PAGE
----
This is because of ableism. Because we are taught that to be disabled is to be worth less and we should be ashamed of it.

Perks of mobility devices


- Always have somewhere to sit

- When your friends push you really fast and you feel like you are in a trashy teen movie.

- You can do fun things with your friends that you probably couldnt do without the chair

- Can wear whatever shoes you want.


- Can be used to whack ableist arseholes (dont really plz, no violence)

- If you have a service dog, they are good to block people from patting your dog

- Collect them all - co-ordinate with your outfit

- Visible symbol of your disability means a much needed seat on the bus and not feeling like people are judging you wondering why a seemingly healthy young person needs to use the lift (elevator). 

- Nunchucks (collapsible canes)

- Dressing up, getting your fanciest cane, and feeling dapper af.


- Best of both worlds - sitting AND standing.

- Somewhere to put your food tray

- Adding signs or fairy lights for events


- Pimping out your device

- Having fun shopping for mobility devices that match your needs AND aesthetic

- Being able to do things that you couldnt without the devices

- Making friends with old ladies (chronically ill people probably know what im talking about)

In Conclusion:

Now this is important



In fact, you should be damn proud, because going around in society with a visible representation of your chronic illness is damn hard (because people are dicks sometimes) - and to overcome that and do what is best for you is incredible.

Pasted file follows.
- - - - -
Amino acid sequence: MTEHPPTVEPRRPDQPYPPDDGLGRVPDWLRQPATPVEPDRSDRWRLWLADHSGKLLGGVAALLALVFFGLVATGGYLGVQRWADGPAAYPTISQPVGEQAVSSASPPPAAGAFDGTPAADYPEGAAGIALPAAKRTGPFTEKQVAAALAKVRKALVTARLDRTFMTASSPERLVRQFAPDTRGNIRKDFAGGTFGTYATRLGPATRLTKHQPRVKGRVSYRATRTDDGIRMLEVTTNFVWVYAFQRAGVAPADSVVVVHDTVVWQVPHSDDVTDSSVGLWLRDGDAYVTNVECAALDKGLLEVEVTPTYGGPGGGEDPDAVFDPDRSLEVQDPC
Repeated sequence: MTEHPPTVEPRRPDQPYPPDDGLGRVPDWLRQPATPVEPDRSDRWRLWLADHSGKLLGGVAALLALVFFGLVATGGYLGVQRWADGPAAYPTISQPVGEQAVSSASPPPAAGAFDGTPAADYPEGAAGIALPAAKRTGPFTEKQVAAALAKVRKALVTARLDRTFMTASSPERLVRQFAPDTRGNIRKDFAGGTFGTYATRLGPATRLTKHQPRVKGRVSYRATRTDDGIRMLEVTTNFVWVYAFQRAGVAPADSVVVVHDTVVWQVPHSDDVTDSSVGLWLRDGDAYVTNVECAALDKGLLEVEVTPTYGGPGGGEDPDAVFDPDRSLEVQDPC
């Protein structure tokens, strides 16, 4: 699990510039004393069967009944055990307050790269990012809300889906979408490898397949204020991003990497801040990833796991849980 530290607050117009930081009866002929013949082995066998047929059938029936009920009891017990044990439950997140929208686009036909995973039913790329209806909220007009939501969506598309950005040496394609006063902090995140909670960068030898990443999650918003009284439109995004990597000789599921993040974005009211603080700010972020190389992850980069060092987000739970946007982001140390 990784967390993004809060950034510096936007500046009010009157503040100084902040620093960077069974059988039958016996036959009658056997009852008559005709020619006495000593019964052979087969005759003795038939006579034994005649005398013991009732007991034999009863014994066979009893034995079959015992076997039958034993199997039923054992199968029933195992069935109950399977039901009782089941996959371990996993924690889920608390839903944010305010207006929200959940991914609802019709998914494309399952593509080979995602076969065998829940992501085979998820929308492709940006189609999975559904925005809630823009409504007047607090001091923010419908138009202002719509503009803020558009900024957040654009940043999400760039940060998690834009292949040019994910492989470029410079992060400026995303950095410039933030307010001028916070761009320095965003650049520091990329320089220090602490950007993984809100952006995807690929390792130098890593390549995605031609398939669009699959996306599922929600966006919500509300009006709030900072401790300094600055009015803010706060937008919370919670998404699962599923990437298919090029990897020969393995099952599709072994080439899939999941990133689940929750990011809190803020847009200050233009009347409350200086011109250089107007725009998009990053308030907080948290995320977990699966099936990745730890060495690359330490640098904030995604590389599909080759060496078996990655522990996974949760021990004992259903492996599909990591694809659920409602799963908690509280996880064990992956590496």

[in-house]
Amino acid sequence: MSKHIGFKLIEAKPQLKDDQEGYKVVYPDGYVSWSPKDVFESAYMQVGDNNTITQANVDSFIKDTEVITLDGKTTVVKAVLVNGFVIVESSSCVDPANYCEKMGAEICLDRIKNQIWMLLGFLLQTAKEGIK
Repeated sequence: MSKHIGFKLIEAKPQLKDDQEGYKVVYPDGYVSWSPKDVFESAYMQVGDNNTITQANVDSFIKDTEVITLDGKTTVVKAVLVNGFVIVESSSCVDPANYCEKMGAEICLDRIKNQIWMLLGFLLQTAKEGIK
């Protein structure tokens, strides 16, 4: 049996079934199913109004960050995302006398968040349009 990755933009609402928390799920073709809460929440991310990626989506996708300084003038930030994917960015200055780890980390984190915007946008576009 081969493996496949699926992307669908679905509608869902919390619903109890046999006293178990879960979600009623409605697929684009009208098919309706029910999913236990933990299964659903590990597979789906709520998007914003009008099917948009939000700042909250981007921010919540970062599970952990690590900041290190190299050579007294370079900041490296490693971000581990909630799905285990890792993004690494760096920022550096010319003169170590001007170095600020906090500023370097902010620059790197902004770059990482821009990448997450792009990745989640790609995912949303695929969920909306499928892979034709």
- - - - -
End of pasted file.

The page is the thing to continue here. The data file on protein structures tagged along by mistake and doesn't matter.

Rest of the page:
So pimp your ride, put glitter on your cane. 

I promise, you look awesome.


Mobility needs vary constantly - so what device (if any) a person uses can change too. That doesnt make their need less valid, it does mean they are suddenly cured, and using a mobilty device is not something to be ashamed of. And yes it is totally ok to bedazzle your mobility device. 

It's ok to be fat and need to use mobility aids, like scooters or a wheelchair or a cane or anything else.

Fat disabled people are ok.

It’s ok to be fat and disabled.

It’s ok to use mobility aids as much or as little as works for you.

You are the boss of your own body. You have done nothing wrong. 

I support you. You are important. 

Making shitty jokes or being an asshole about fat people who need mobility scooters is wrong. 

Anyone who replies to this with something nasty about fat people who use mobility scooters will be blocked. 

I don’t care if you’ve followed this blog for three years. Immediately blocked. 

You are making people afraid to use the tools they need to be able to use, that exist to make life easier for them. That is NOT ok. You should be ashamed of your behavior. 

Go do better. 

How to Not Be a Shitty Customer

1. Understand that we’ve been on our feet all day and probably dealing with shitty customers and bullies since we clocked in. Most of us as students trying to make extra money, and we’re stressed enough as it is without shitty customers making us feel like we fell out of a dog’s ass.

2. Say hello. We’re not servants. We’re people, and we like to be respected. Don’t just throw your shit on the counter and expect complete servitude.

3. Don’t come to us when you’re talking on the phone. That’s the height of rudeness.

4. If you’ve made a reservation or a booking, don’t tell me your phone died, or you lost the letter or email, or give some other excuse which is going to make it impossible to complete your order. If we sent you information on your order, write it down.